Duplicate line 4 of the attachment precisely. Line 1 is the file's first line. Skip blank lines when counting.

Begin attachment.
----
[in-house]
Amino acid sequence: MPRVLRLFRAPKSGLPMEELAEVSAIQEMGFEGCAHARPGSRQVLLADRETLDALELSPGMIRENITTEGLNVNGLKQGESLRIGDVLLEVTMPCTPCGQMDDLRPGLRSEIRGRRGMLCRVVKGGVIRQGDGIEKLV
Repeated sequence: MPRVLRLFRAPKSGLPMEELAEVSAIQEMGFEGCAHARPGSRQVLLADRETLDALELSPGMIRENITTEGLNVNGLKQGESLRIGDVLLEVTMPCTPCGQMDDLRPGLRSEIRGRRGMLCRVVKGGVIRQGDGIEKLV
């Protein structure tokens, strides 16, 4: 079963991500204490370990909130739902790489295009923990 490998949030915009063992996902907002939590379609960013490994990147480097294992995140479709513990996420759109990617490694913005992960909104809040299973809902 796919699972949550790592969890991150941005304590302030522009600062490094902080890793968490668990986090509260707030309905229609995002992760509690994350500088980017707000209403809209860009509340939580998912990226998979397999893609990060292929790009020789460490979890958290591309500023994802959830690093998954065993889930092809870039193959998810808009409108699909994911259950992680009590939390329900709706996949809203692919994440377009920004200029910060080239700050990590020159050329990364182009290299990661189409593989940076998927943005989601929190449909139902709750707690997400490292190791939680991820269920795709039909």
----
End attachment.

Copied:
């Protein structure tokens, strides 16, 4: 079963991500204490370990909130739902790489295009923990 490998949030915009063992996902907002939590379609960013490994990147480097294992995140479709513990996420759109990617490694913005992960909104809040299973809902 796919699972949550790592969890991150941005304590302030522009600062490094902080890793968490668990986090509260707030309905229609995002992760509690994350500088980017707000209403809209860009509340939580998912990226998979397999893609990060292929790009020789460490979890958290591309500023994802959830690093998954065993889930092809870039193959998810808009409108699909994911259950992680009590939390329900709706996949809203692919994440377009920004200029910060080239700050990590020159050329990364182009290299990661189409593989940076998927943005989601929190449909139902709750707690997400490292190791939680991820269920795709039909």